Additional borrowings to finance Mobitel's expansion, together
with debt repayments would result in the group's free cash
flow being negative over the next couple of years. While
favourably considering Mobitel's expansion plans and
prospects, FRL also recognises the intensifying competition in
the wireless telecommunications market.
In addition the evolving regulatory framework of the
country and future regulatory determinations may affect SLT.
Other concerns include the fragile political climate, which
may hamper the long-term growth prospects of the industry.
opens showroom in India
Lanka Porcelain in collaboration with Inter Asia of India,
announced the opening of its first showroom 'The Legend' at
the Defense Colony opposite Kotla in Delhi. Noritake is
regarded as one of the leading manufacturers in the tableware
industry around the globe for both its quality, style and
the year 1876, a young former diplomat named Baron Ichizaemon
Morimura established Morimura Brothers, Japan's first fine
china trading company with a head office in Tokyo and retail
and wholesale office in New York city. In doing so, he began
to realise his personal vision of bringing to the North
American continent the unique beauty and elegance of Japan's
distinctive fine china, gifts and decorative products so
widely adrnired and avidly collected by discerning Europeans
since the time of Marco Polo.
1904, Morimura established his own manufacturing company named
Nippon Toki Goumei Kaisha (now Noritake Co., Limited).
Determined to ensure the quality and integrity of his
distinctive products, he dedicated six years of his life to
refining the manufacturing process in the factory he located
in a little village named Noritake.
100 years later, Noritake sets the table for millions of loyal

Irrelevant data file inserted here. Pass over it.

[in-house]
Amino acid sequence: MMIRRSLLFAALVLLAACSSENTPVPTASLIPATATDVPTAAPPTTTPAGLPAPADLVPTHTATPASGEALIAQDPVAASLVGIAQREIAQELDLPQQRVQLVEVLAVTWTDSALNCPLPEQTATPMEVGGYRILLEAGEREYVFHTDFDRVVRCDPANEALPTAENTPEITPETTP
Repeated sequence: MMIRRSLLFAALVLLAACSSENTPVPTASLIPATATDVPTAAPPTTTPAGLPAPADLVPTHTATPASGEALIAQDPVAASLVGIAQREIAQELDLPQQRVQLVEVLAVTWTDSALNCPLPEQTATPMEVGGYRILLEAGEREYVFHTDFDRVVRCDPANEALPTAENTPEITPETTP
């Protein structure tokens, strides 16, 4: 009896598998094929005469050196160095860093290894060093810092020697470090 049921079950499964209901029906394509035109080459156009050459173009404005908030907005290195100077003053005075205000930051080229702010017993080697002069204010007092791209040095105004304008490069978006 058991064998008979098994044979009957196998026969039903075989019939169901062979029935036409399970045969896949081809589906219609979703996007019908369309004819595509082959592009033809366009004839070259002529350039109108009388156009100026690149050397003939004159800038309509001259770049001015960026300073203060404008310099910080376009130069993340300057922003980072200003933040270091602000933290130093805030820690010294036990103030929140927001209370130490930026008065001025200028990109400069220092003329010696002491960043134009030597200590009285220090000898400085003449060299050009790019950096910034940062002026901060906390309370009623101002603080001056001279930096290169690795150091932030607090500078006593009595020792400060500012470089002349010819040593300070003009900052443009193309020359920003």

customers providing fine china manufactured in Noritake
factories and exported to more than 100 countries. Today the
company concentrates its efforts on five areas: tableware,
industrial products, electronics, ceramic materials and
environmental engineering. Noritake Europe, Oceania and other
countries in Asia. With considerable R&D capability
supported by a number of factories and network of distribution
centers around the world. Noritake has laid a strong
foundation for continued growth.
Lanka Porcelain (Pvt) Ltd., was incorporated under the
companies act in 1972, as a joint venture with Ceylon Ceramic
Corporation of Sri Lanka and Noritake Co., Limited of Japan.
The availability of high quality raw materials such as
feldspar, quartz, dolomite and various other materials found
in abundance made Noritake Japan, to open its first factory in
Asia and shores of Sri Lanka.
its incorporation the company launched several expansion
programmes. As a result of the high demand for its products in
the international market, Noritake Lanka Porcelain produces an
average 5,000 metric tons of porcelain tableware and
approximately one million pieces of tableware per month. These
items comprise standard airline tableware, hotel tableware and
Pieris chooses hSenid for its HRIS needs
Pieris & Co. Ltd., one of Sri Lanka's leading diversified
companies, with 28 subsidiaries and associate companies, has
selected hSenid Software International (Pvt) Ltd, the premier
human resource information system solution provider in Sri
Lanka to automate and centralise certain HR related functions
of the company.
agreement between Richard Pieris and hSenid was signed in July
this year. Once the implementation and training process is
completed, the entire Richard Pieris Group will be able to
fully utilise the system. This should significantly
streamline, HR related processes and further increase
efficiency and productivity of the Group.
HRIS solution provided by hSenid will enable us to manage our
employee time and attendance from a centralised location in a
more efficient manner," said Chief Operating Officer,
Richard Pieris & Co Ltd., Pravir Samarasinghe.
time and attendance solution provided by hSenid includes
several unique features such as allowing users to schedule